However, although subsection (c)(i) may not contain the explicit privacy safeguards listed in section 63-G-2-206, we are not persuaded that this subsection permits the unrestricted disclosure of information to the general public. Section 21.5 discusses two classes of information-information that “shall [be made] available to the public,” and information that “may not be made available to the public” but may be “shared” for limited law-enforcement purposes or in accordance with section 63-G-2-206. The statutory language thus suggests a distinction between making information available to the public and “sharing” information. Throughout GRAMA and other privacy-related Utah statutes, “share” is used to indicate the limited transfer of information to specified recipients, with the confidentiality of this information otherwise remaining intact. See, e.g., Utah Code Ann. § 63G-2-206(4)(b) (providing for the sharing of records between other governmental entities for specified purposes, with the recipient required to abide by the statutory restrictions on access); id. § 26-1-17.5 (permitting sharing of confidential immunization records among certain entities for specified purposes); id. § 53-14-101 (authorizing law enforcement agencies to share employee applicant information with other law enforcement agencies, provided that the confidentiality of the information is otherwise maintained); see also id. § 63G-2-601(2)-(3) (requiring an information-collecting agency to disclose the specific classes of persons and governmental entities with whom information is shared). Nowhere in the Utah code is “share” used to indicate the unrestricted disclosure of information to the general public.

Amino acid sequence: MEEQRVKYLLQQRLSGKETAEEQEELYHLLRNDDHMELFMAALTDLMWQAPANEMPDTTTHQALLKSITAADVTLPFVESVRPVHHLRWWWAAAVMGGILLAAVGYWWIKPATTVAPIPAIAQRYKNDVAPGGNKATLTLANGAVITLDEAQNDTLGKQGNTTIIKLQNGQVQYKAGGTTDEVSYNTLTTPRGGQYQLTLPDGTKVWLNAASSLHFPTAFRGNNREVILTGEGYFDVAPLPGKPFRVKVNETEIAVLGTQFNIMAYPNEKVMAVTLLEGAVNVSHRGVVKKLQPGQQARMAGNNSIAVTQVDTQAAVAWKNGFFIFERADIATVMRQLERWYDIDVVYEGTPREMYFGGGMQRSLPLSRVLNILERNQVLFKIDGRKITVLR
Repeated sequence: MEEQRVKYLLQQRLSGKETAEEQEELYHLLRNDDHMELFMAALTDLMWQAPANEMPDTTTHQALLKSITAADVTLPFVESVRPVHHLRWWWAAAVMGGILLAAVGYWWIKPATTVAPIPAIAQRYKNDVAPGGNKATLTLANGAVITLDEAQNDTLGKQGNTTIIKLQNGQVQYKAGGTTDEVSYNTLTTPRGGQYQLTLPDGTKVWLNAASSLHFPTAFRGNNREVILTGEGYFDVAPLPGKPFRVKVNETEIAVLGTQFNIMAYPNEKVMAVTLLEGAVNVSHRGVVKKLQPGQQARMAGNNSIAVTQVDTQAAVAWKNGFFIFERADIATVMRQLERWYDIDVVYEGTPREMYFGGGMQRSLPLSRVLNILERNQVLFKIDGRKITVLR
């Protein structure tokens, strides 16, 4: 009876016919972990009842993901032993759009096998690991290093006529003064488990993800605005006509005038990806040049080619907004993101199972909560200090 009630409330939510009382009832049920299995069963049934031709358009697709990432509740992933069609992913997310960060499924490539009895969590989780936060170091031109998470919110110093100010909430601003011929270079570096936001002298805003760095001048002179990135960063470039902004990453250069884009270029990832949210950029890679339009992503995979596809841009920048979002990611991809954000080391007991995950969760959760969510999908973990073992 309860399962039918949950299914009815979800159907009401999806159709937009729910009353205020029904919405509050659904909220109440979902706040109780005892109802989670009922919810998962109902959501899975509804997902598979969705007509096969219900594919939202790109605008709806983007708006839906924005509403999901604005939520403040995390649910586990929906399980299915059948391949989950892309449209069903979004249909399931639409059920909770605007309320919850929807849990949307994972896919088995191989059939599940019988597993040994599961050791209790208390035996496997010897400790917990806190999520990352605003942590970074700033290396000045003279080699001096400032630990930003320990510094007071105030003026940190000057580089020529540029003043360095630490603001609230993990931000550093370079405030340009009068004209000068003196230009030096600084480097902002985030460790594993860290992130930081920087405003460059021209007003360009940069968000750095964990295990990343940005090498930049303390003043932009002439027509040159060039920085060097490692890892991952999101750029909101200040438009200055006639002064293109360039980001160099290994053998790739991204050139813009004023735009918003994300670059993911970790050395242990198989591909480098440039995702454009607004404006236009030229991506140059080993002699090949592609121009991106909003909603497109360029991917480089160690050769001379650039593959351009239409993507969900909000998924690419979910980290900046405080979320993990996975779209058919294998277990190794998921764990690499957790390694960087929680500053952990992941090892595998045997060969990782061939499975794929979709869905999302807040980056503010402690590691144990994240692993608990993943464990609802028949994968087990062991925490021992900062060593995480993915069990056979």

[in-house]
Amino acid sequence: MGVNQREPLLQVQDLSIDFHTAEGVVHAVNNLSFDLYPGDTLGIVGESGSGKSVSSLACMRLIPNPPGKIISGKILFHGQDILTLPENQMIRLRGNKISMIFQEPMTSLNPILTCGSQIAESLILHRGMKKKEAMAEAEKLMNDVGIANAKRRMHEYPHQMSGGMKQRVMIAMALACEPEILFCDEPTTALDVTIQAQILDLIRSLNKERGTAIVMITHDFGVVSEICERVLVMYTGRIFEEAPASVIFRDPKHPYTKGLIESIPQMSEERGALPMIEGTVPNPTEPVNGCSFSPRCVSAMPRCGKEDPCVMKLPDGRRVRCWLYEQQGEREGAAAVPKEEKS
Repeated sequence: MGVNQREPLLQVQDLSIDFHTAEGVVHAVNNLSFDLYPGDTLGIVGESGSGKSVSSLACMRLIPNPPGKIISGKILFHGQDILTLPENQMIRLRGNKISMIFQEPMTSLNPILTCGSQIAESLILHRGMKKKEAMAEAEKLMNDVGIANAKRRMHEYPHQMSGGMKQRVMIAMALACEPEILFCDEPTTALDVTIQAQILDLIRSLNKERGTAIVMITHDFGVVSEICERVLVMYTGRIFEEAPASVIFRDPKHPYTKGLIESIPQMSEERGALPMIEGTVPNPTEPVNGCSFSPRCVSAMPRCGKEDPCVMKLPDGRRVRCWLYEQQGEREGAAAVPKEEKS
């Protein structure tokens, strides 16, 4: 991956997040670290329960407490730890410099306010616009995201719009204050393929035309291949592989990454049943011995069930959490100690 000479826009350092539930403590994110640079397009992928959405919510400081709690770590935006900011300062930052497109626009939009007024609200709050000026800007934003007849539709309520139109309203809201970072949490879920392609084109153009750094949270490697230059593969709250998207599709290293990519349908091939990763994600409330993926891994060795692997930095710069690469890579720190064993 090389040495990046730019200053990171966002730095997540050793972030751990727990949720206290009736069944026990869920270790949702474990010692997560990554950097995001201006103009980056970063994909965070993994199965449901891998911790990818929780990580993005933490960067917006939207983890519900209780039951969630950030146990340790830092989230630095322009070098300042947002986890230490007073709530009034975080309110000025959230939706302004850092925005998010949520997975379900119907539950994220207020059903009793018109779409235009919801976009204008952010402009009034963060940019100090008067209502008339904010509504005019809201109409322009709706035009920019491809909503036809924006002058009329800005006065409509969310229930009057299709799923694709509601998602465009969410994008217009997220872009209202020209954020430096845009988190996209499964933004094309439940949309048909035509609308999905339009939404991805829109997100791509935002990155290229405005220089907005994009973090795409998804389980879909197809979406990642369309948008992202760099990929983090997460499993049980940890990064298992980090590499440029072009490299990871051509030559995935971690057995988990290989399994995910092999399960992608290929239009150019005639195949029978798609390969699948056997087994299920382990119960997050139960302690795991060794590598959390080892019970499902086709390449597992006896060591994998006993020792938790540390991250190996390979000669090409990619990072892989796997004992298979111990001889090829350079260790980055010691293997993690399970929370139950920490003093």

In light of this broader statutory context, as well as the limited law-enforcement purposes for which internet identifiers may be “shared” under this section, we conclude that section 77-27-21.5(2)(c)(i) is readily susceptible of a much narrower construction than advanced by Mr. Doe. We thus read this statute as permitting sharing only among law-enforcement agencies, not the public at large, and only for the recited law-enforcement purposes.